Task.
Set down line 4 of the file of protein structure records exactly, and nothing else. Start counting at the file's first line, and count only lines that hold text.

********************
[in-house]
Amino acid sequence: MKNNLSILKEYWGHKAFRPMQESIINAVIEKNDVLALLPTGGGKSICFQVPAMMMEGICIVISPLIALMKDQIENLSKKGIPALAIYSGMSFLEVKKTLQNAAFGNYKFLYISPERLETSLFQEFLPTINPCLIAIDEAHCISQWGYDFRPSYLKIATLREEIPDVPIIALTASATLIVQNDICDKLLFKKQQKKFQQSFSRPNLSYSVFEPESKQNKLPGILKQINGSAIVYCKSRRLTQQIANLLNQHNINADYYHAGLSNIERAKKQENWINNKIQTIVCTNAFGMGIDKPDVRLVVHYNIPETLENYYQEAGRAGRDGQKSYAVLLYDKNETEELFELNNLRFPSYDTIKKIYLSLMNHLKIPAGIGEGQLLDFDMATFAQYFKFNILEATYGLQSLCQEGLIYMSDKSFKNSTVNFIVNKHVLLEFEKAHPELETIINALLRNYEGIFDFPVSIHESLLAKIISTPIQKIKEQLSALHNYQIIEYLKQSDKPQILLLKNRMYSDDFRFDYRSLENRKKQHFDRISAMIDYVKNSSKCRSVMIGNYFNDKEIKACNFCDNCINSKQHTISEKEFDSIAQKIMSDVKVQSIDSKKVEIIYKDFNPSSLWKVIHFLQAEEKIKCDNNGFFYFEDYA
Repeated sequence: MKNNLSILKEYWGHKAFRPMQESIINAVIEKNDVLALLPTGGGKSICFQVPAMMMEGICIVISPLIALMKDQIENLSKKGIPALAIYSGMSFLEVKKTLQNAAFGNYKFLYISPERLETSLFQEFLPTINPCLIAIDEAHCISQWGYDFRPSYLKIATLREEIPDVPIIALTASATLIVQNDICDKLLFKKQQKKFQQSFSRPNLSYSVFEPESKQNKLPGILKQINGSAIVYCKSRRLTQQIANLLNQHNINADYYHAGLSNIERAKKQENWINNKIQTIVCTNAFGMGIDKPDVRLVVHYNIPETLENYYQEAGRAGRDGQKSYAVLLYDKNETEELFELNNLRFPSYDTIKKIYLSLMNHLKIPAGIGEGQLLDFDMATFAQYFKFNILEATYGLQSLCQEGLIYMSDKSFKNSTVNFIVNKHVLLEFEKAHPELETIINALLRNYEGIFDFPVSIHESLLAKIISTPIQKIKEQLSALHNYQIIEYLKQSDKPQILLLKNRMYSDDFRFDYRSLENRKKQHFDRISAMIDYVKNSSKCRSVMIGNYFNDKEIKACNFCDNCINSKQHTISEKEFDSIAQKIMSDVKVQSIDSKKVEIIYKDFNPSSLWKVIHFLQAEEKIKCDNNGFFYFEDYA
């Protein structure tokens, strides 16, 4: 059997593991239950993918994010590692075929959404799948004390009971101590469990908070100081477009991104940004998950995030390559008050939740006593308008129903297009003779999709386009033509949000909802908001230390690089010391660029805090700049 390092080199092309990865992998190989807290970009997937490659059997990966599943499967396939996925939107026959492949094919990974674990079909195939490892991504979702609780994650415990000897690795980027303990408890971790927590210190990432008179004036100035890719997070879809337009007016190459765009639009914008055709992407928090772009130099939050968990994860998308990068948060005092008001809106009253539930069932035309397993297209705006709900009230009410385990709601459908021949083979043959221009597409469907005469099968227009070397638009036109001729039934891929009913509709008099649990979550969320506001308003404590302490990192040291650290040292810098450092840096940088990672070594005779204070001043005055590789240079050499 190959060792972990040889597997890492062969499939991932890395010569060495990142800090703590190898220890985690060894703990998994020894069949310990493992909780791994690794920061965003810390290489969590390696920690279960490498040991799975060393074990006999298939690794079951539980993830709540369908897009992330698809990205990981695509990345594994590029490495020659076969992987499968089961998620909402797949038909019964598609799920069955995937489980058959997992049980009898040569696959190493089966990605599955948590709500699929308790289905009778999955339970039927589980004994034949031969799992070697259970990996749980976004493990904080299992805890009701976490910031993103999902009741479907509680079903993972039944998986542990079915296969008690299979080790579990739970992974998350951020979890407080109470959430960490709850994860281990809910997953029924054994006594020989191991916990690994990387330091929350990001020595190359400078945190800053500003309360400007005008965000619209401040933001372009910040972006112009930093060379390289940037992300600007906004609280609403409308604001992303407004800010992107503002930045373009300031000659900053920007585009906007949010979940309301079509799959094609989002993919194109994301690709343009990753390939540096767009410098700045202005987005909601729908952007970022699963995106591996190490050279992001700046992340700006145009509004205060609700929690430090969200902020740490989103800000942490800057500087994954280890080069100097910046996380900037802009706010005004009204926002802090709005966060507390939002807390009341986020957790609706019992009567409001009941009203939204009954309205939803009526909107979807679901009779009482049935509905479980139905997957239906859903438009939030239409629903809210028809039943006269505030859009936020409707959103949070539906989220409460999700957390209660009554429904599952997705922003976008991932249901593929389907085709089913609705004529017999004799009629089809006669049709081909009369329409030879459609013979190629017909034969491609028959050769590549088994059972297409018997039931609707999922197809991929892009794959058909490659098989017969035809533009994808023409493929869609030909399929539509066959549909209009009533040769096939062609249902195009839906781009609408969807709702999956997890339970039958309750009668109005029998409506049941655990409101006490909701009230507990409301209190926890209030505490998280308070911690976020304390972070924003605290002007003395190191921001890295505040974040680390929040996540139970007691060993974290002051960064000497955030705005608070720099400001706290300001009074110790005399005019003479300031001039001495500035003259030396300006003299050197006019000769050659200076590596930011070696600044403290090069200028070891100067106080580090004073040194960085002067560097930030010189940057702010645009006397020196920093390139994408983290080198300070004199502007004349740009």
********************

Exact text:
């Protein structure tokens, strides 16, 4: 059997593991239950993918994010590692075929959404799948004390009971101590469990908070100081477009991104940004998950995030390559008050939740006593308008129903297009003779999709386009033509949000909802908001230390690089010391660029805090700049 390092080199092309990865992998190989807290970009997937490659059997990966599943499967396939996925939107026959492949094919990974674990079909195939490892991504979702609780994650415990000897690795980027303990408890971790927590210190990432008179004036100035890719997070879809337009007016190459765009639009914008055709992407928090772009130099939050968990994860998308990068948060005092008001809106009253539930069932035309397993297209705006709900009230009410385990709601459908021949083979043959221009597409469907005469099968227009070397638009036109001729039934891929009913509709008099649990979550969320506001308003404590302490990192040291650290040292810098450092840096940088990672070594005779204070001043005055590789240079050499 190959060792972990040889597997890492062969499939991932890395010569060495990142800090703590190898220890985690060894703990998994020894069949310990493992909780791994690794920061965003810390290489969590390696920690279960490498040991799975060393074990006999298939690794079951539980993830709540369908897009992330698809990205990981695509990345594994590029490495020659076969992987499968089961998620909402797949038909019964598609799920069955995937489980058959997992049980009898040569696959190493089966990605599955948590709500699929308790289905009778999955339970039927589980004994034949031969799992070697259970990996749980976004493990904080299992805890009701976490910031993103999902009741479907509680079903993972039944998986542990079915296969008690299979080790579990739970992974998350951020979890407080109470959430960490709850994860281990809910997953029924054994006594020989191991916990690994990387330091929350990001020595190359400078945190800053500003309360400007005008965000619209401040933001372009910040972006112009930093060379390289940037992300600007906004609280609403409308604001992303407004800010992107503002930045373009300031000659900053920007585009906007949010979940309301079509799959094609989002993919194109994301690709343009990753390939540096767009410098700045202005987005909601729908952007970022699963995106591996190490050279992001700046992340700006145009509004205060609700929690430090969200902020740490989103800000942490800057500087994954280890080069100097910046996380900037802009706010005004009204926002802090709005966060507390939002807390009341986020957790609706019992009567409001009941009203939204009954309205939803009526909107979807679901009779009482049935509905479980139905997957239906859903438009939030239409629903809210028809039943006269505030859009936020409707959103949070539906989220409460999700957390209660009554429904599952997705922003976008991932249901593929389907085709089913609705004529017999004799009629089809006669049709081909009369329409030879459609013979190629017909034969491609028959050769590549088994059972297409018997039931609707999922197809991929892009794959058909490659098989017969035809533009994808023409493929869609030909399929539509066959549909209009009533040769096939062609249902195009839906781009609408969807709702999956997890339970039958309750009668109005029998409506049941655990409101006490909701009230507990409301209190926890209030505490998280308070911690976020304390972070924003605290002007003395190191921001890295505040974040680390929040996540139970007691060993974290002051960064000497955030705005608070720099400001706290300001009074110790005399005019003479300031001039001495500035003259030396300006003299050197006019000769050659200076590596930011070696600044403290090069200028070891100067106080580090004073040194960085002067560097930030010189940057702010645009006397020196920093390139994408983290080198300070004199502007004349740009």